MISSION 10 of 2011
Name of Mission: Wattled Cranes Nest and Egg Count – 1 of 2011
Date of Mission: 20th and 21st June 2011
Aircraft used: Cessna 172
Pilot: Barry de Groot
Beneficiary: Tanya Smith – Endangered Wildlife Trust (EWT)
Objective of the Flight
To locate approximately 50 pairs of Wattled Cranes that breed in the KZN midlands and the Southern KZN Drakensberg, to determine the breeding status and to locate nests with two-egg clutches.
Beneficiary’s story of the mission By Tanya Smith
Wattled Cranes are South Africa’s most endangered crane species, with fewer than 260 individuals remaining in the wild. Approximately 90% of the country’s population of Wattled Cranes are located in KwaZulu-Natal, with the vast majority of the 80 known breeding pairs found in the KZN midlands and Drakensberg. A small number of pairs are found in the Highveld grasslands of Mpumalanga and the Drakensberg of the Eastern Cape. These birds are highly dependent on wetlands for breeding and foraging and breed in winter, thereby limiting the number and types of wetlands they depend on for breeding. These birds are usually very sensitive to disturbance and land use changes, and everything possible needs to be done to protect and/or improve wetlands that are suitable for Wattled Cranes.
Monitoring the breeding status of each pair is vital in determining the health of the population and also to identify any threats to the active breeding sites. The identification of nests with two eggs is vital as part of the national Wattled Crane Recovery Programme which aims to prevent the extinction of Wattled Cranes in South Africa. One of the mechanisms used to achieve this is through a supplementation project, which relies on the collection of the second egg which is abandoned by the adult pair once the first egg hatches. Therefore the results of the survey can assist in prioritising which sites to visit and when, not only related to nests with two eggs but also related to catching and colour ringing the chicks seen during the survey, thereby allowing us to make the most impact with the few resources at our disposal
The flight was kindly sponsored by The Bateleurs and pilot member Barry De Groot volunteered for his first Wattled Crane mission. Prior to the lfight I sent him the GPS coordinates of the sites I hoped we could survey, and I must admit that Barry was more than organised! His professional planning and attitude was greatly appreciated by myself and Ann Burke,of the KZN Crane Foundation. On the first day of this two-day mission we met at Oribi airport in Pietermaritzburg, and then headed down to the Southern Drakensberg. Barry very quickly got into the groove of what was needed to successfully search for and locate breeding Wattled Cranes – from the air – which is no easy task. We ended the day after 3hrs 45mins of flying and we had located a total of 13 pairs of Wattled Cranes, of which five pairs had a chick and two pairs were nesting, both with a two-egg clutch. This was a great day spent flying close to the snow-capped Drakensberg and over stunningly beautiful areas such as the Ntsikeni Vlei Nature Reserve, which is a RAMSAR site. On the second day, we surveyed the KZN Midlands and central Drakensberg where we checked a total of 42 sites during nearly 4 hours of flying. We located a total of 24 pairs of Wattled Cranes, of which ten pairs were found nesting at the time of the survey. Four of these had two-egg clutches and four pairs had a chick with them. The survey took us over magnificent scenery, including the source of the Umgeni River, otherwise known as Umgeni Vlei Nature Reserve, a very important wetland not only Wattled Cranes but also for all who live in KwaZulu-Natal.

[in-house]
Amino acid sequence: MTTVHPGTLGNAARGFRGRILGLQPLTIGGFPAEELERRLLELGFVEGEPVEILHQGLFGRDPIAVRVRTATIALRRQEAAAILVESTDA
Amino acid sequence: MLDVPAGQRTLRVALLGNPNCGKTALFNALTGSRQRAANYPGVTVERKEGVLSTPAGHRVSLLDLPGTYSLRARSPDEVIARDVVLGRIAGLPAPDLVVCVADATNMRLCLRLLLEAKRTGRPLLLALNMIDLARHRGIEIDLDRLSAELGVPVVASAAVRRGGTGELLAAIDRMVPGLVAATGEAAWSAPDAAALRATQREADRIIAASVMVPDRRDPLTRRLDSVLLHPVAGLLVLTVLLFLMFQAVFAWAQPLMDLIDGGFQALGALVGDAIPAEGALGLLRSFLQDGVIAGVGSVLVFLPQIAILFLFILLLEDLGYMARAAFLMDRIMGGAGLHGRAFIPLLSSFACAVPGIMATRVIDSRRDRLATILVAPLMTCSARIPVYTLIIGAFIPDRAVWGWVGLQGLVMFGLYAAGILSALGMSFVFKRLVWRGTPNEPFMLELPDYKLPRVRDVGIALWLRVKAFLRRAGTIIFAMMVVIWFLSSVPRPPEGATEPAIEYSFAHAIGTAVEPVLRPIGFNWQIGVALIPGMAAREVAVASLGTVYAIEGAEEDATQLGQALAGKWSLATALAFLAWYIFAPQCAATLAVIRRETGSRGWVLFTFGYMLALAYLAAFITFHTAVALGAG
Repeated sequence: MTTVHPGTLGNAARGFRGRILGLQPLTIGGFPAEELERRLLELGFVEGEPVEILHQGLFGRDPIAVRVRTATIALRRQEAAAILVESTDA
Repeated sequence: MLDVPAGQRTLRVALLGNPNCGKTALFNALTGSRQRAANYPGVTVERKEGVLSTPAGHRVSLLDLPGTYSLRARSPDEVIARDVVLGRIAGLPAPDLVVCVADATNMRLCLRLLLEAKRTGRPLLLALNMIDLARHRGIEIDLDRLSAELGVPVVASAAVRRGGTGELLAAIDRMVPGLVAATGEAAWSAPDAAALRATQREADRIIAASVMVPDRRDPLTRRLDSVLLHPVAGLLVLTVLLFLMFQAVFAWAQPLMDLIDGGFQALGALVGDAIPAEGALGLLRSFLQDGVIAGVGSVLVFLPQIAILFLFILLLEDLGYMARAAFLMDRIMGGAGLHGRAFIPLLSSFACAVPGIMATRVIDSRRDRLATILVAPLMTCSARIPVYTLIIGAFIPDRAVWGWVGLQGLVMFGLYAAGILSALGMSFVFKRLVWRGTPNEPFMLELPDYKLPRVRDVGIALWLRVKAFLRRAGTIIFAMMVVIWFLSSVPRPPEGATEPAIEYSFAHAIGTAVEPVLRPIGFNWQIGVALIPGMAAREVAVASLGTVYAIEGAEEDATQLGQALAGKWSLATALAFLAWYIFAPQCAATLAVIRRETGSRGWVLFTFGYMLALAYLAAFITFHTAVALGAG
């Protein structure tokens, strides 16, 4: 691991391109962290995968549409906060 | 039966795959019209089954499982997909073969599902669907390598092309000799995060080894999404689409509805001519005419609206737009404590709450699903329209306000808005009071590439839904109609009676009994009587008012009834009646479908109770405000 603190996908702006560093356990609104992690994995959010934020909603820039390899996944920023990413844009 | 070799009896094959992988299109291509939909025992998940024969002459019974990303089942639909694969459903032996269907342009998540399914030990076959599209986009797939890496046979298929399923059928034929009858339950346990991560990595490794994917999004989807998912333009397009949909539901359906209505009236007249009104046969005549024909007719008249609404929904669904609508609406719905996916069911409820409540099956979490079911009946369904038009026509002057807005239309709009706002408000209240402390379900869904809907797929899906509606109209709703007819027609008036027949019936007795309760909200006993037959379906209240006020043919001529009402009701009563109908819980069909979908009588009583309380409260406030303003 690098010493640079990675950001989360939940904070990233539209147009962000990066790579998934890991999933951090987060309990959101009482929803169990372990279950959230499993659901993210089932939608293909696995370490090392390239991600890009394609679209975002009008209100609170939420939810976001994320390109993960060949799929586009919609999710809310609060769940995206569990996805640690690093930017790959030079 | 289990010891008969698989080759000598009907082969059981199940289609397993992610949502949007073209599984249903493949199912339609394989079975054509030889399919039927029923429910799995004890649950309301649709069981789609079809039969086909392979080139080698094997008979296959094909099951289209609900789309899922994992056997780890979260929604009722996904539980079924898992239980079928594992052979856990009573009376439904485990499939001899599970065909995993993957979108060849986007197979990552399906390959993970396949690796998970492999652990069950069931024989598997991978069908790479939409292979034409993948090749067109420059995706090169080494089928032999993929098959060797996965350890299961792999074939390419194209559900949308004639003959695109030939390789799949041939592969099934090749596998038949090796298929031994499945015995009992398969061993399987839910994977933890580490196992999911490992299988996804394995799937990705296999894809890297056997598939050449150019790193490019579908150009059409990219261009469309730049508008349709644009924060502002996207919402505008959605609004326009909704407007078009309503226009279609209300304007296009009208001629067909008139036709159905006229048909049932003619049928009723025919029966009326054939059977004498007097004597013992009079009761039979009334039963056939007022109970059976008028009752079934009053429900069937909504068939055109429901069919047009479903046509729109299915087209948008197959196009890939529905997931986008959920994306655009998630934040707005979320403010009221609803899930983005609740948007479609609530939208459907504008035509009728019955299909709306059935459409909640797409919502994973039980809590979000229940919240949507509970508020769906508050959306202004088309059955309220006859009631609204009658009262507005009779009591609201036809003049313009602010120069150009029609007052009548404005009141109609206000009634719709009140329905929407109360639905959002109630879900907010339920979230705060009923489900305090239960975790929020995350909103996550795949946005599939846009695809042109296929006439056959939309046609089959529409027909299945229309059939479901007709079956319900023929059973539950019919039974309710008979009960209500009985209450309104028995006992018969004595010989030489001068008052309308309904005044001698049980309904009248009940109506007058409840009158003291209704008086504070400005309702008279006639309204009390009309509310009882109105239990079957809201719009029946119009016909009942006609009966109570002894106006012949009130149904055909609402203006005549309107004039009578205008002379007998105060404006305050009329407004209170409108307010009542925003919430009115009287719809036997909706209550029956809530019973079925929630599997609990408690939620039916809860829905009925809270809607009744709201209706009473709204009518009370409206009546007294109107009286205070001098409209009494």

The use of aerial surveys in monitoring Wattled Crane breeding activity is of huge value and within the first two days following the aerial survey I visited four nests with two-egg clutches to measure and weigh the eggs, to determine their hatch date. The second laid eggs were successfully collected from all four nests and all four eggs have been successfully hatched and the chicks are doing well under the watchful eye of the Johannesburg Zoo staff. These chicks are puppet reared so as to prevent imprinting on humans and they will become part of the captive breeding population managed by the Johannesburg Zoo.
The Wattled Crane Recovery Programme hopes to rear Wattled Crane chicks for release from 2012 and the importance and role of aerial surveys will be even more significant.
A huge thanks to our pilot Barry De Groot for his extremely professional flying and great attitude. Also, our thanks to The Bateleurs for sponsoring the aerial survey, which is proving invaluable to the conservation of one of South Africa’s most endangered birds – the Wattled Crane.
This aerial survey proved hugely successful as a total of 37 pairs of Wattled Cranes were located, 12 of which were nesting and 9 pairs had a chick.